The Role Of E-commerce In Overcoming Huge Logistics Challenges Around COVID19 Vaccine Distribution
The battle waged against COVID19 has had its fair of challenges, but various key players in the pharmaceutical industry took to their labs to develop vaccines and potential cure. Its 2021 and vaccines have already developed, meaning that the war against the pandemic is well on its way to being won.
Vaccine development has been an important milestone, but then more challenges presented themselves. One of the biggest of them has been how to rapidly deploy those vaccines to billions of people worldwide. The solutions to this problem have not only been vital for vaccine deployment, but they also highlight the role of e-commerce and logistics companies in slowing down the viral spread.
The important contributions of logistics companies in the fight against COVID19
PPEs and medical supplies saw a surge in demand in the first half of 2020 during the coronavirus’s first wave. Manufacturers had to ramp up their production and work with logistics companies to make sure that the products circulated across the globe. Products such as face masks and hand sanitizers have been at the forefront of the fight against the COVID19 fight. Logistics companies played a pivotal role in that regard.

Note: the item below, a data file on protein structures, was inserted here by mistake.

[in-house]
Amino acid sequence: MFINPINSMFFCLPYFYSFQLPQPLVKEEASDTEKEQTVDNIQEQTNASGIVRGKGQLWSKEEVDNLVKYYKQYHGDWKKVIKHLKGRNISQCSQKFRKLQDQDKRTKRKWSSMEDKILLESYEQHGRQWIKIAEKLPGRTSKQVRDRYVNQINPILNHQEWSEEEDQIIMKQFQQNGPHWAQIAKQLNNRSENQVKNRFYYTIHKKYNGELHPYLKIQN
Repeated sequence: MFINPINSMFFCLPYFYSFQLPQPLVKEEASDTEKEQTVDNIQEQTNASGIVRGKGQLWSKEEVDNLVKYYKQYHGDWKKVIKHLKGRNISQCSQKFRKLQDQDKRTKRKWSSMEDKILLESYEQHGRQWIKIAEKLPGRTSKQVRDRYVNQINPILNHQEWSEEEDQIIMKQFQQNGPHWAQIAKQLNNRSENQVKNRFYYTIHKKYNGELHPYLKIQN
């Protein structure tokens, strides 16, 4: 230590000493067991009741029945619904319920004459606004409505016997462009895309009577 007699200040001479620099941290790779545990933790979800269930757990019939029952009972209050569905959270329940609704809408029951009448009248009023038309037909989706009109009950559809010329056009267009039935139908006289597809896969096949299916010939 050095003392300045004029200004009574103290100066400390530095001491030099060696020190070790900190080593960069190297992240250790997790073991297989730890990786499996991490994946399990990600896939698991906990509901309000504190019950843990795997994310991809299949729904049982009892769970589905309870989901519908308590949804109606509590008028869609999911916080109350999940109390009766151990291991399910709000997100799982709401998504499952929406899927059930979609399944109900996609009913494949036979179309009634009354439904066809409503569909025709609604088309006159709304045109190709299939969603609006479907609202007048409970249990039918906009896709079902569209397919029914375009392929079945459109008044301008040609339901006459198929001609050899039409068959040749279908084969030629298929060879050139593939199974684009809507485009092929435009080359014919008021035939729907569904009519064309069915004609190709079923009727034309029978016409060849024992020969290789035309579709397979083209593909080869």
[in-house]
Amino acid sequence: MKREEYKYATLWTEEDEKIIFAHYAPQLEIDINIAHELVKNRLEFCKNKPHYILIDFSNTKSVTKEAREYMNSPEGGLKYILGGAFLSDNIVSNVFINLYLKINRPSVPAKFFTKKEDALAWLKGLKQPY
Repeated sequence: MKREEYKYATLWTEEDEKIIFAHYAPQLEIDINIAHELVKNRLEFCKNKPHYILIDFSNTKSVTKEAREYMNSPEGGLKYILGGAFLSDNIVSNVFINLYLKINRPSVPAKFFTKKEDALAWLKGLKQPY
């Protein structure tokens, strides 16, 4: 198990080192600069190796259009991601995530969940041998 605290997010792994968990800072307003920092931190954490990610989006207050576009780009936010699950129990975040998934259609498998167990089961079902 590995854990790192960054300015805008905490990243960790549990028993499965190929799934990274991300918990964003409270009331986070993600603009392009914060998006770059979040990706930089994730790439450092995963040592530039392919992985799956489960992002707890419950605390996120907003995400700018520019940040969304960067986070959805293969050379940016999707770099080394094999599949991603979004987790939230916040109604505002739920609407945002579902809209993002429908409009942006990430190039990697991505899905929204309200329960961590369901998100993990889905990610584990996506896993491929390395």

The same case applies to e-commerce companies. People were able to access pandemic necessities by shopping online. Shopping areas such as malls and markets make it easier for a virus like COVID19 to spread because they are highly congested and facilitate a lot of human interaction. The ability to buy necessities online and conveniently deliver to people’s doorsteps meant people could avoid high exposure areas.
Exploring Amazon’s contribution to the fight against the pandemic
Amazon is a formidable force in e-commerce, and it wants to extend its contributions during the global pandemic beyond just making it easier for people to shop during lockdown. In January 2021, the e-commerce giant offered to help the U.S government to spread vaccines across the country. It also secured a deal with one of the major healthcare providers to provide onsite vaccination to its workers at warehouses across the U.S.
Amazon’s CEO Dave Clark released a statement saying that the company was ready to act quickly as soon as vaccines were available. The statement came after President Joe Biden promised to deliver at least 100 million vaccines to U.S citizens within the first 100 days of his administration.
Amazon already has an extensive network that includes cargo planes, delivery trucks, and vans that constitute its e-commerce operations. This is the same network that is used to achieve same-day deliveries to online shoppers. The e-commerce network is uniquely suited to facilitate rapid deployment and delivery of coronavirus vaccines across the U.S. Such a capacity could come in handy in ramping up efforts against the viral spread. Amazon’s commitment against the coronavirus pandemic echoes its employees’ concerns being exposed to the viral spread.